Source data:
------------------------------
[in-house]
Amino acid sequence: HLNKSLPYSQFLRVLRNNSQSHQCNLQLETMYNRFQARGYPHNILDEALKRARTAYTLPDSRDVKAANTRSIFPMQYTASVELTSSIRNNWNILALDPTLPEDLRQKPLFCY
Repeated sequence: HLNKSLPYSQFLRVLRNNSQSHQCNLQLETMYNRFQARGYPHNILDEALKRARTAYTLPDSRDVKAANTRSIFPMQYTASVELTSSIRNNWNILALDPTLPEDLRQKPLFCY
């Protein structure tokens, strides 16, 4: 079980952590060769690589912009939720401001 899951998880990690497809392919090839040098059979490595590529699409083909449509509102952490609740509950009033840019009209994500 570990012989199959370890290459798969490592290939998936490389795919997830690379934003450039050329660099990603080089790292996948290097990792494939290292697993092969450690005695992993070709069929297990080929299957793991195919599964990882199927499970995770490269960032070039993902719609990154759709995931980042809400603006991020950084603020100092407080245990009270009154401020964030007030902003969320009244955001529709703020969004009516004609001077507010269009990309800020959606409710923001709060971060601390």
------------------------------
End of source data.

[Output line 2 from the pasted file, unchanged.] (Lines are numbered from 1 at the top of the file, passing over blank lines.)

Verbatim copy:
Amino acid sequence: HLNKSLPYSQFLRVLRNNSQSHQCNLQLETMYNRFQARGYPHNILDEALKRARTAYTLPDSRDVKAANTRSIFPMQYTASVELTSSIRNNWNILALDPTLPEDLRQKPLFCY